Epstein-Barr Virus (EBV)-lytic Cross-reactive Influenza-A (IAV) Memory CD8 T-cells in EBV Sero-negative Middle-aged Adults
Watkin, Levi B.
Ruiz De Luzuriaga, Katherine
Selin, Liisa K.
Document TypePoster Abstract
KeywordsImmunology of Infectious Disease
Translational Medical Research
MetadataShow full item record
AbstractEBV is a common human pathogen, which infects ~90% of people and establishes a life-long chronic infection. The clinical outcomes of acute infection can range from asymptomatic to severe immunopathology such as infectious mononucleosis (IM). However, for unknown reasons 5-10% of middle-aged adults (>35 years) remain EBV-seronegative (EBV-SN) when the virus infects the vast majority of people, and is actively shed at high titers during chronic infection. Here we show that EBV-SN (ASN) HLA-A2+ middle-aged adults possess a unique IAV-M1-GIL58-66 memory CD8 T-cell response that cross-reacts with EBV lytic epitopes that differs from teenage EBV-SN (TSN) (18-19 years) and EBV-seropositive (EBV-SP) adult donors. The five tested HLA-A2+ EBV-SN middle-aged adults had a significantly increased IAV-M158-66-GIL tetramer+ CD8 frequency compared to EBV-SP donors. Upon exposure to EBV antigens in vitro both IAV-M158-66GIL/EBV-BMLF1280-288-GLC and IAV-M158-66-GIL/EBV-BRLF1109-117-YVL, functionally cross-reactive CD8+ responses could be detected in the peripheral blood of middle-aged EBV-SN donors, while only IAV-M1/EBV-YVL cross-reactive responses were detected in some teenage EBV-SN or EBV-seropositive people . Surprisingly, these IAV-M1-GIL-specific CD8 T-cells in middle-aged EBV-SN adults expanded dramatically to EBV lytic antigens and produced cytokines at high functional avidity. They lysed EBV-infected targets and showed potential (by CD103 expression) to enter mucosal epithelial tissue where infection initiates. Additionally, these cross-reactive cells had an oligo-clonal T-cell receptor repertoire different than EBV-SP donors. Taken together these data suggest that an altered cross-reactive T cell repertoire could mediate protective immunity against viral infection. Our results imply that sero-negative adults might have the ability to resist viral infection via heterologous immunity. (NIH-AI49320).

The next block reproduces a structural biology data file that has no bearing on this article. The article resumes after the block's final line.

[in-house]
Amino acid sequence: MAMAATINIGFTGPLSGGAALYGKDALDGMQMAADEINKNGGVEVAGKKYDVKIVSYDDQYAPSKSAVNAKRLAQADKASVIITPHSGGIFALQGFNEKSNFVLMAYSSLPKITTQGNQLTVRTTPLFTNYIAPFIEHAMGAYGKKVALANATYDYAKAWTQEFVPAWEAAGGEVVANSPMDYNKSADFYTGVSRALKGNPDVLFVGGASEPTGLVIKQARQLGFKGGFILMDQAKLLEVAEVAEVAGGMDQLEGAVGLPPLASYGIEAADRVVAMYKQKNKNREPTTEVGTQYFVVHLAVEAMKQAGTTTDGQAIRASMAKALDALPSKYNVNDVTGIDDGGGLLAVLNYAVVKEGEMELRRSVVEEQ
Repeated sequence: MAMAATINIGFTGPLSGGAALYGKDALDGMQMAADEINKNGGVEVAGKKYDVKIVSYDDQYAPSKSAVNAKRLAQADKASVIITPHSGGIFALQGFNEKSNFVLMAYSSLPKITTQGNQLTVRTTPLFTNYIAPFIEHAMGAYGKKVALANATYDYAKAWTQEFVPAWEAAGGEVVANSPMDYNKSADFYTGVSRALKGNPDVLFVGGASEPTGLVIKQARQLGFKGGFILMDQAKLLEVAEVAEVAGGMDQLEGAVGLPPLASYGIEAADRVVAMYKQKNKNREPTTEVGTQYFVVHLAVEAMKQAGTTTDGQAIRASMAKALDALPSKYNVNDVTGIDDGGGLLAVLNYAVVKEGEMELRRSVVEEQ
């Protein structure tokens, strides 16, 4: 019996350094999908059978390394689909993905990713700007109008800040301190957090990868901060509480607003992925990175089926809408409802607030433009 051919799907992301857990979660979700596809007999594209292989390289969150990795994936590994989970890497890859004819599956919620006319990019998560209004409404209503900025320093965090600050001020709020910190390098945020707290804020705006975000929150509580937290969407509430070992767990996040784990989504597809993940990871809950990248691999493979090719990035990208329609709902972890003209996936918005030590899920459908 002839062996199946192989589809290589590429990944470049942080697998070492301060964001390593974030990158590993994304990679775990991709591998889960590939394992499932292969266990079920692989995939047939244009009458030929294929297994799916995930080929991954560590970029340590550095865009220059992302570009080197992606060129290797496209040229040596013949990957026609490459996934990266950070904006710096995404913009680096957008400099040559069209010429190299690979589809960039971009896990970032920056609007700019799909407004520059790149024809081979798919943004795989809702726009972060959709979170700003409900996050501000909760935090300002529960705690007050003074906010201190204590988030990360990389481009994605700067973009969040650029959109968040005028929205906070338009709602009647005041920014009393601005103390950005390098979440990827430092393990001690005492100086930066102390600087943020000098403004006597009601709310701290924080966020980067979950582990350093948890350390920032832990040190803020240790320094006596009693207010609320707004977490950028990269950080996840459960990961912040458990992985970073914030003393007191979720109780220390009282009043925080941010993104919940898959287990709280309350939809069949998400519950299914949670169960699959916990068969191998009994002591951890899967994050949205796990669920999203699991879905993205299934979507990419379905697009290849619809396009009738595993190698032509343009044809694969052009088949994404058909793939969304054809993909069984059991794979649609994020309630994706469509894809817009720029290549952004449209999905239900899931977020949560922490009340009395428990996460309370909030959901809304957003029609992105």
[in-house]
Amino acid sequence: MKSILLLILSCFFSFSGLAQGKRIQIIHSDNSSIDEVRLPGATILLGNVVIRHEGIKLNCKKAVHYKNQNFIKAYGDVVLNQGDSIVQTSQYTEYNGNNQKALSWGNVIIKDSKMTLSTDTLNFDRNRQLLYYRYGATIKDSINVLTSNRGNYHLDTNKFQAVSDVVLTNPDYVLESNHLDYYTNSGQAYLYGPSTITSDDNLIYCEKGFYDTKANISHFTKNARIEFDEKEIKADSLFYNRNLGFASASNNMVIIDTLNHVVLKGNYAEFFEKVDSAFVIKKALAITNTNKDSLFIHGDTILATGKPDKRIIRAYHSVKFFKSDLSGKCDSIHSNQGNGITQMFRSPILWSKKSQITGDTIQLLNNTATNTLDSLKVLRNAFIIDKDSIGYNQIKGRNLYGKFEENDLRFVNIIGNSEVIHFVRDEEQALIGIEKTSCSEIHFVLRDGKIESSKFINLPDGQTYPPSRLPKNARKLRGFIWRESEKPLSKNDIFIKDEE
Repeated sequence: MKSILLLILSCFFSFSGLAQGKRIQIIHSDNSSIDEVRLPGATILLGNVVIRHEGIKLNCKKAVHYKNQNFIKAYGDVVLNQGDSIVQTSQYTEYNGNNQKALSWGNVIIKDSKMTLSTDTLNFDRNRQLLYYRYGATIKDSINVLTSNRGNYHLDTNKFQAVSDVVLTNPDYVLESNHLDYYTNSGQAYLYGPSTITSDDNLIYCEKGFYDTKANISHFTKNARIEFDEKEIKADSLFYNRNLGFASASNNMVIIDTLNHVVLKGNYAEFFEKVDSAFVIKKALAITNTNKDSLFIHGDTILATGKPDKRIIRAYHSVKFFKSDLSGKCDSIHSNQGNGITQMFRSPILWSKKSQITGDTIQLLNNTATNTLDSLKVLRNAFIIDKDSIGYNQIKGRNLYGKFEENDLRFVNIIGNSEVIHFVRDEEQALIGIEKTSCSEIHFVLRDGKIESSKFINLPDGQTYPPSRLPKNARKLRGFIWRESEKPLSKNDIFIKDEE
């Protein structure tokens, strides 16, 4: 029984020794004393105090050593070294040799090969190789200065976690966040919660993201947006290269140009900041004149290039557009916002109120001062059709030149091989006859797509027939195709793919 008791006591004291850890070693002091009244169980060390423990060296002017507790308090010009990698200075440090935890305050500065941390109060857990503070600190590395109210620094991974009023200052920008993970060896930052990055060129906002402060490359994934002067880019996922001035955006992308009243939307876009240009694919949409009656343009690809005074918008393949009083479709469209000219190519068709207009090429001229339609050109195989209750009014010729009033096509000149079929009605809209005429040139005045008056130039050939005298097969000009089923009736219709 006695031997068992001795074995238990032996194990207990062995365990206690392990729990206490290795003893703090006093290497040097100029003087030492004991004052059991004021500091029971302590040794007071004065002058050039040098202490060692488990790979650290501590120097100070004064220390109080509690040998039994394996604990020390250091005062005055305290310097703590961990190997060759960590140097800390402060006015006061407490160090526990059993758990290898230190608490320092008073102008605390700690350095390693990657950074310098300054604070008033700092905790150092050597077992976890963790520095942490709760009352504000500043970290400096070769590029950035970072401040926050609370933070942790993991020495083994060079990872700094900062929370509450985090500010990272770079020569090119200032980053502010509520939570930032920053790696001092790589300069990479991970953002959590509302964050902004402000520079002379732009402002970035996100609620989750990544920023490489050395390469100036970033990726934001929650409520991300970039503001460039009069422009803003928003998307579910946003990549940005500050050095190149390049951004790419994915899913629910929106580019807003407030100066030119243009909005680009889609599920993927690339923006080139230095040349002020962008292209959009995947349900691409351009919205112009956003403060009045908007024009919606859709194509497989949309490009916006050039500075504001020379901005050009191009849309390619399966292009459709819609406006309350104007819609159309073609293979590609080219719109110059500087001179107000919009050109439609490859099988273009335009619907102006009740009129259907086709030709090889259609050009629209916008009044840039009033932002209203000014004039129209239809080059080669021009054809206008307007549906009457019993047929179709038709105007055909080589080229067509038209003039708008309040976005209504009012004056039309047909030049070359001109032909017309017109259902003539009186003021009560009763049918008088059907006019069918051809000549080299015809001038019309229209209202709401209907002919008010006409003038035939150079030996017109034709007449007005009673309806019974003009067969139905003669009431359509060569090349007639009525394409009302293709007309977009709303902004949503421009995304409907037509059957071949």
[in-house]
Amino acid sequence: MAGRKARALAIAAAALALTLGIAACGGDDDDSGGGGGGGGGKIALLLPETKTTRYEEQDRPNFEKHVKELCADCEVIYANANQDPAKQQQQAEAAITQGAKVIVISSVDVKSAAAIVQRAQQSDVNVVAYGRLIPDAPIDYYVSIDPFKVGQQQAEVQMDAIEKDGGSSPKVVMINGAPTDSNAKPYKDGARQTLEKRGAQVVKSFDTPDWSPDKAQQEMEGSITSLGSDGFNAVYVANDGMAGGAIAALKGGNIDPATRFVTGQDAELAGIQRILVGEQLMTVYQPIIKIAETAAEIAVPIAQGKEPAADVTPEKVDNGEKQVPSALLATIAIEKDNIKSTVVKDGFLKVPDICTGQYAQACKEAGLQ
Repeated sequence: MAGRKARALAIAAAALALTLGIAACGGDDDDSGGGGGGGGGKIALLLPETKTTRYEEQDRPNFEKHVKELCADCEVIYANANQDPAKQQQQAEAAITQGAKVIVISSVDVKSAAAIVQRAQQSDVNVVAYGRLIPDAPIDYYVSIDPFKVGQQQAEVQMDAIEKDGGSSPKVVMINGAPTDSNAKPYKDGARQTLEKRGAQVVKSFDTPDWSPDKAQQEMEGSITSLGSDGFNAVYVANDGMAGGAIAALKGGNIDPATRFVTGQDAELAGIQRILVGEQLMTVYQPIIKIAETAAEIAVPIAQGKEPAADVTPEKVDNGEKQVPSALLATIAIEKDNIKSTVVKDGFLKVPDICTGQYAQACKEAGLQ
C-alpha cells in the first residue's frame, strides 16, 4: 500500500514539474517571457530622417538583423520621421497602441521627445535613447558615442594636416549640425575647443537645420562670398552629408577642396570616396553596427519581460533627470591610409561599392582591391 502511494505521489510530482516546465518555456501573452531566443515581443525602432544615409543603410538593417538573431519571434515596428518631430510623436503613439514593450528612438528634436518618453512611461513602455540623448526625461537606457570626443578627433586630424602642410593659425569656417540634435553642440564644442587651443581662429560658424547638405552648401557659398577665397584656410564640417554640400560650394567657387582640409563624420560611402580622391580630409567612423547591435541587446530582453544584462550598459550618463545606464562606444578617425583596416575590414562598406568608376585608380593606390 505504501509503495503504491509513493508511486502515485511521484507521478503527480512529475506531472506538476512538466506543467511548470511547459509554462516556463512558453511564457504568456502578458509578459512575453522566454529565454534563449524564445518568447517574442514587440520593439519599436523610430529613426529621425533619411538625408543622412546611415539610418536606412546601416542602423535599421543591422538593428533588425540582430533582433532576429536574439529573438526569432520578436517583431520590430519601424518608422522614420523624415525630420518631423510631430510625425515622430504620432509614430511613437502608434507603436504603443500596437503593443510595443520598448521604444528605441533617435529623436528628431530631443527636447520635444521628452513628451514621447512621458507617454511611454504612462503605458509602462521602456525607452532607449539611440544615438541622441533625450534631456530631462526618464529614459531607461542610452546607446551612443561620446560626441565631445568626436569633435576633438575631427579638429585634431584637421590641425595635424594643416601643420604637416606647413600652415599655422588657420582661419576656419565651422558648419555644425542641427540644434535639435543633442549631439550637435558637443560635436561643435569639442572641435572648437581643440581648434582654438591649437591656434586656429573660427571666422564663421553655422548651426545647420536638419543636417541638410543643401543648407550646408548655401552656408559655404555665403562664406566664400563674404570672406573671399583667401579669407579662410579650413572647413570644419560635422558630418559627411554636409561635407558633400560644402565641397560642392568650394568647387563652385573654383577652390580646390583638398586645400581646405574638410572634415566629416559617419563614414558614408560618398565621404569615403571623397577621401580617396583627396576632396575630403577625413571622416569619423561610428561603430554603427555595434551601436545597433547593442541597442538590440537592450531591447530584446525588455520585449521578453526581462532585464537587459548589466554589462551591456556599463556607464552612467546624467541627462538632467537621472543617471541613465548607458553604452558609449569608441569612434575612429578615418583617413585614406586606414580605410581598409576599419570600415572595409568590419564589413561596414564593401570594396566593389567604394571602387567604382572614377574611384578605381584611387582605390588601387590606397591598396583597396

Permanent Link to this Itemhttp://hdl.handle.net/20.500.14038/27980
Abstract of poster presented at the 2014 UMass Center for Clinical and Translational Science Research Retreat, held on May 20, 2014 at the University of Massachusetts Medical School, Worcester, Mass.
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